My son has listed just four CAO courses in UCD and Trinity. Is this risky?

My son has listed four business degrees on his CAO list: commerce and economics & finance in UCD, along with Bess (business, economics, political science and sociology) and global business in Trinity. His guidance counsellor has advised him to broaden his course choices, but he insists these courses are the most popular choices among his class-mates. He won’t look beyond them.

Your son is correct to place his four highest preferences as choices one to four on his CAO course list, but is short-sighted in the extreme in refusing to consider other options.

Given the pattern of CAO points requirements in 2021, there is a chance that he could secure a stunning points tally of 550 in August next and receive no offer whatsoever.

It’s perfectly legitimate to aspire to study in either UCD or Trinity and to identify a business degree as your preferred course option.

Unfortunately for him, there is now huge demand on those places from Irish and international students.

My advice to all CAO applicants is to use all the available slots on your application at level eight and also at level six/seven.

If your son is keen to stay in Dublin, there are a number of business degrees which he could and should list on his CAO form.

Business degrees tend to offer a similar range of core options: accounting, economics, organisational behaviour, management theory, maths, statistics and information and communications technology (ICT).

For example, business and management at TU Dublin offers a year on a work placement in companies operating in all the key business sectors from financial services, pharmaceutical, retail and ICT to consultancy, or a year abroad in another university.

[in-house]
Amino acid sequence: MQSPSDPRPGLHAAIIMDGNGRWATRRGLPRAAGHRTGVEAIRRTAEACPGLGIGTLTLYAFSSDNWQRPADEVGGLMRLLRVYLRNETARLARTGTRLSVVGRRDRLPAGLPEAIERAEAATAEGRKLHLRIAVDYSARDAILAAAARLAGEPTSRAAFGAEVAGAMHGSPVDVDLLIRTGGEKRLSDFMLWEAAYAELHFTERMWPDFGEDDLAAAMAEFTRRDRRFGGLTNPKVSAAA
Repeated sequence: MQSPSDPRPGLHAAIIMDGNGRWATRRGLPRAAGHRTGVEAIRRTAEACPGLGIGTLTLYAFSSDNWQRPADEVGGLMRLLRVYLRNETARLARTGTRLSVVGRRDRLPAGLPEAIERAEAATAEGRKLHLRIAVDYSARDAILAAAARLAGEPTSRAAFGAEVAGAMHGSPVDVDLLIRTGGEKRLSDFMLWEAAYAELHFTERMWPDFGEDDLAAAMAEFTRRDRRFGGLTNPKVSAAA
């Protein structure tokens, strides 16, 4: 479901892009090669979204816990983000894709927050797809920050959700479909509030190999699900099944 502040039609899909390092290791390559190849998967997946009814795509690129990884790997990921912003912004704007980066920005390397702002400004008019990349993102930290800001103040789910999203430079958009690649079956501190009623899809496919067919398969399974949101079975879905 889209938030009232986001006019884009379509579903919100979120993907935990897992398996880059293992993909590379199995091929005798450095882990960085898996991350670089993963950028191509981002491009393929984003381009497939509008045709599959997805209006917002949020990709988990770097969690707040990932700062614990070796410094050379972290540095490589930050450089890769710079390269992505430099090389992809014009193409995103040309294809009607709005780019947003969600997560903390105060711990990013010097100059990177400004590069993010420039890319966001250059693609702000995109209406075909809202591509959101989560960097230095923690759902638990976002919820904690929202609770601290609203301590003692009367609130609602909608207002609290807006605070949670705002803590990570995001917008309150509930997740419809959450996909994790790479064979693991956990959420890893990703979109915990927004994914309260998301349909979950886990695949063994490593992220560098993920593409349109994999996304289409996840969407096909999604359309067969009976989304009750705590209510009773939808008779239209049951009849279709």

DCU has specific global business degree programmes, in partnership with universities in countries such as France, Germany, Spain, the US and Canada – where the country in which they will study for a year is selected by the student on their initial CAO application. The option to attend some of the top business schools in the world for a year – where their class-mates will have paid annual fees of $40,000-$50,000 (€36,000-€45,000) – is very attractive.

The Institute of Art, Design and Technology (IADT) in Dún Laoghaire offers courses in business management, entrepreneurship and digital marketing. With smaller class sizes in specialist colleges they can give individual attention to each student. IADT students can also opt to study abroad through their Erasmus programme with partner universities in France, Italy, Spain, and Finland.

The National College of Ireland also offers degrees specialising in the field of human resource management and industrial relations, alongside degrees in accounting, finance, and business programmes.

https://www.irishtimes.com/news/education/my-son-has-listed-just-four-cao-courses-in-ucd-and-trinity-is-this-risky-1.4844200

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